Local Author Draws on Experience for Book Series
Aug 03, 2016 09:38AM
● By Kelly Cannon
Karla Jay continues her series with “Speak of the Devil.” —Karla Jay
Local Author Draws on Experience for Book Series [2 Images] Click Any Image To Expand
By Kelly Cannon | firstname.lastname@example.org
Sandy, Utah - Karla Jay knew she wanted to be a writer when she was 7 years old. She had read “The Boxcar Children” by Gertrude Warner. She was enraptured by the stories. She would sit at her father’s typewriter, banging out short stories.
“I wanted to make up stories of my own,” Jay said.
In college, Jay took creative writing classes and had professors point out some of her short stores. She wrote for short story contests and screenwriting contests.
However, it was never her career. Karla Jay has been a speech therapist for the past 34 years. She began to write a nonfiction book based on her different experiences in her field.
“It was the weird and strange things that happened,” Jay said. “My book agent told me it would be so much better as fiction.”
She put the stories away for a few years before taking them out again to write “Speaking in Tungs.” The book tells the story of Marleigh Benning, a speech therapist from San Francisco who travels to the town of Tungston in rural Pennsylvania to search for her birth parents.
“I made those funny stories and put it in a different situation,” Jay said. “It’s not the real stories that happened to me but there are little flashes of stuff that happened.”
One example is Marleigh has to help a client who creatively swears after a stroke. There are five quirky clients featured in the book.
The rural Pennsylvania is also based on Jay’s life. Though Tungston is a fictional place, Jay grew up 35 minutes away from the rural area she describes in her book.
“Speaking in Tungs” was recently nominated for a Thurber Award for American Humor. Jay will find out if she won in September.
When writing “Speaking in Tungs,” Jay wasn’t planning on a series. Her character Marleigh plans on spending the summer in Tungston but the first book only covers two weeks.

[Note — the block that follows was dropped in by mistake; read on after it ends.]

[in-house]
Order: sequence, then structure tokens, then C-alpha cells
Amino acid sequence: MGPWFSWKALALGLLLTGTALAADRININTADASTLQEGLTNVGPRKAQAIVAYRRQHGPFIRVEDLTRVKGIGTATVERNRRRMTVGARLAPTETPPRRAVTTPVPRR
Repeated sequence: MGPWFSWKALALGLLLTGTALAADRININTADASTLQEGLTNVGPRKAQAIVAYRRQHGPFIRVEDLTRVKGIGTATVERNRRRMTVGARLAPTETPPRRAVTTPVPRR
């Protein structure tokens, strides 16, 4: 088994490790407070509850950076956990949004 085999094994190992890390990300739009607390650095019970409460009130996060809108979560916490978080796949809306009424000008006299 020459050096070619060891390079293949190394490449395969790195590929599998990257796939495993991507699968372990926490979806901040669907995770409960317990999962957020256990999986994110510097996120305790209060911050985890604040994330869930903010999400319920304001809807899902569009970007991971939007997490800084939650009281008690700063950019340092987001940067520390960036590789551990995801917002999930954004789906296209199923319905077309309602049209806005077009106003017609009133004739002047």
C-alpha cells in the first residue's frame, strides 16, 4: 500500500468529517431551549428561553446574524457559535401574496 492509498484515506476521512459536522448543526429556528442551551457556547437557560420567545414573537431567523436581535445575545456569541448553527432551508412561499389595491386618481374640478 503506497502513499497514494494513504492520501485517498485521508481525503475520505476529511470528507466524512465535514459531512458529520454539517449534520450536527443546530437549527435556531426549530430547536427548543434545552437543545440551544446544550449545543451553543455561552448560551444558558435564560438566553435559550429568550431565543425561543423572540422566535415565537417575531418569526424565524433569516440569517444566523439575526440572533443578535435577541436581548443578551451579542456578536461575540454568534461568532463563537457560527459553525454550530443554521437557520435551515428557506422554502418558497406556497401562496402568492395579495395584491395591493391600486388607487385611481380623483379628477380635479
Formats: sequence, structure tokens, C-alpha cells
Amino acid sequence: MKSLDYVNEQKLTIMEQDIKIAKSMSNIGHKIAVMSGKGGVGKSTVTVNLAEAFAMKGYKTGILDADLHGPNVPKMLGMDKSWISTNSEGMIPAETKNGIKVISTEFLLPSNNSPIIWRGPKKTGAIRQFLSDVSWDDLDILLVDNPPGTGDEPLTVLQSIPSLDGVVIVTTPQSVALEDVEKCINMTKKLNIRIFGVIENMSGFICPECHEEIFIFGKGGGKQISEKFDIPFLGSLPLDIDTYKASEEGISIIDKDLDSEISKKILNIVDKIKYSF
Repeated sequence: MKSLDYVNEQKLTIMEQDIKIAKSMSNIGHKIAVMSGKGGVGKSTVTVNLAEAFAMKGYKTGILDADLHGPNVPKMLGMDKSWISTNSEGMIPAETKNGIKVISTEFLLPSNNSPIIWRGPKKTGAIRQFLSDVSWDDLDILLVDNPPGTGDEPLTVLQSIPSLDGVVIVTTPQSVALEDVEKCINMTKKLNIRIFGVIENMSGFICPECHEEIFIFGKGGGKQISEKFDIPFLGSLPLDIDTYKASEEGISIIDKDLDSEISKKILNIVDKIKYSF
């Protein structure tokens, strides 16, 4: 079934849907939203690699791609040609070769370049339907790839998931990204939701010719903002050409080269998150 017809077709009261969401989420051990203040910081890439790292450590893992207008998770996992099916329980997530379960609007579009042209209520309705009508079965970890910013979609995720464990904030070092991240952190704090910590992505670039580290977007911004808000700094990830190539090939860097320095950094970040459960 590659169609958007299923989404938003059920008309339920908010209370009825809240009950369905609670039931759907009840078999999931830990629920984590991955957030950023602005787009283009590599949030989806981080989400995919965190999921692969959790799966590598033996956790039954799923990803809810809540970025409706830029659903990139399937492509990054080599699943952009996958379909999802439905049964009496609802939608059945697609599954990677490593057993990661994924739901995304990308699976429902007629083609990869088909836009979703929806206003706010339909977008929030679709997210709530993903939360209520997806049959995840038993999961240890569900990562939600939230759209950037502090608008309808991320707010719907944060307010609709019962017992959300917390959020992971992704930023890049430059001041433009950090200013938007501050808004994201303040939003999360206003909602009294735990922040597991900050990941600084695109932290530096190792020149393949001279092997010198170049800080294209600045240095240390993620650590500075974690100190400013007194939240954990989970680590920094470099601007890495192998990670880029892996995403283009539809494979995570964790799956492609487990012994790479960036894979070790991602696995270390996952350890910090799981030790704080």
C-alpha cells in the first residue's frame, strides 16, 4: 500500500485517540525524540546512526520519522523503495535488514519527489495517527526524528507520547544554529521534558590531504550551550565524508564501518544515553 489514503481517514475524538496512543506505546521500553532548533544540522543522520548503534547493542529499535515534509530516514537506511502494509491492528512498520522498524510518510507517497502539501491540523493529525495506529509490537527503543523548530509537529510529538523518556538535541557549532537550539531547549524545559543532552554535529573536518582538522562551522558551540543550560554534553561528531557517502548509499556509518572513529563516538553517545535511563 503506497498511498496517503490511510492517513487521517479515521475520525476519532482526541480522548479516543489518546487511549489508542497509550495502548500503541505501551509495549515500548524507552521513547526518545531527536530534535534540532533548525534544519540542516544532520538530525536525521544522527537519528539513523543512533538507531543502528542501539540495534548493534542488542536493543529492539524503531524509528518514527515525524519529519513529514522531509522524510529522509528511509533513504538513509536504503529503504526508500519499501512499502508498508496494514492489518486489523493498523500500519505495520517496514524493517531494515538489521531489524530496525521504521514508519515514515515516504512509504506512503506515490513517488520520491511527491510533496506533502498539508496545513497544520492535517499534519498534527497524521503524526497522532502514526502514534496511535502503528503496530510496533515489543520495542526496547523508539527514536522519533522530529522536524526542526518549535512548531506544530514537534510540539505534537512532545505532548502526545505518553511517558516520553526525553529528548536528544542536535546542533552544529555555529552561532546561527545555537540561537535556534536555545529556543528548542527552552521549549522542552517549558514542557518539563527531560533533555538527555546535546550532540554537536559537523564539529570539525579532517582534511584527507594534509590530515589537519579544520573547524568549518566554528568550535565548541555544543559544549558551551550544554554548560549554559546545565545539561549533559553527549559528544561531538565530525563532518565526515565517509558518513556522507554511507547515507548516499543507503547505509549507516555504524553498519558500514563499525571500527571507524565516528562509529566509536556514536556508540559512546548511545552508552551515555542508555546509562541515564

“My friend said I should write a series and my agent agreed,” Jay said.
Her second book, “Speak of the Devil,” follows Marleigh as she continues working with her clients and continues her relationship with a local fireman. However, the biggest challenge occurs when she inadvertently becomes entangled with a clandestine heroin operation.
Jay is currently working on the yet unnamed third book but doesn’t think the series will go on for more than four or five books.
“I’ll just keep going. People seem to like them,” Jay said. “You want people to like them but when they love them, it’s even better.”
Because Jay has to balance writing and her career as a speech therapist, Jay spends most of her weekends writing. She said she’s not the type who can write for just a half hour a day.
“I have to have a few hours,” Jay said.
However, Jay is always thinking about her writing. She works with word-count goals, either how many words she’s going to write that day or how many she’s going to write that month.
Jay said she encourages other young aspiring writers to keep writing.
“There are so many things I’ve written that will never see the light of day,” Jay said. “The idea was good but the writing wasn’t there yet.”
She also encourages writers to read. She tries to read at least 50 books a year.
“Read stuff people like and see what works,” Jay said.
To learn more about Jay’s work, “Speaking in Tungs,” “Speak of the Devil” and her upcoming book, visit karlajay.com.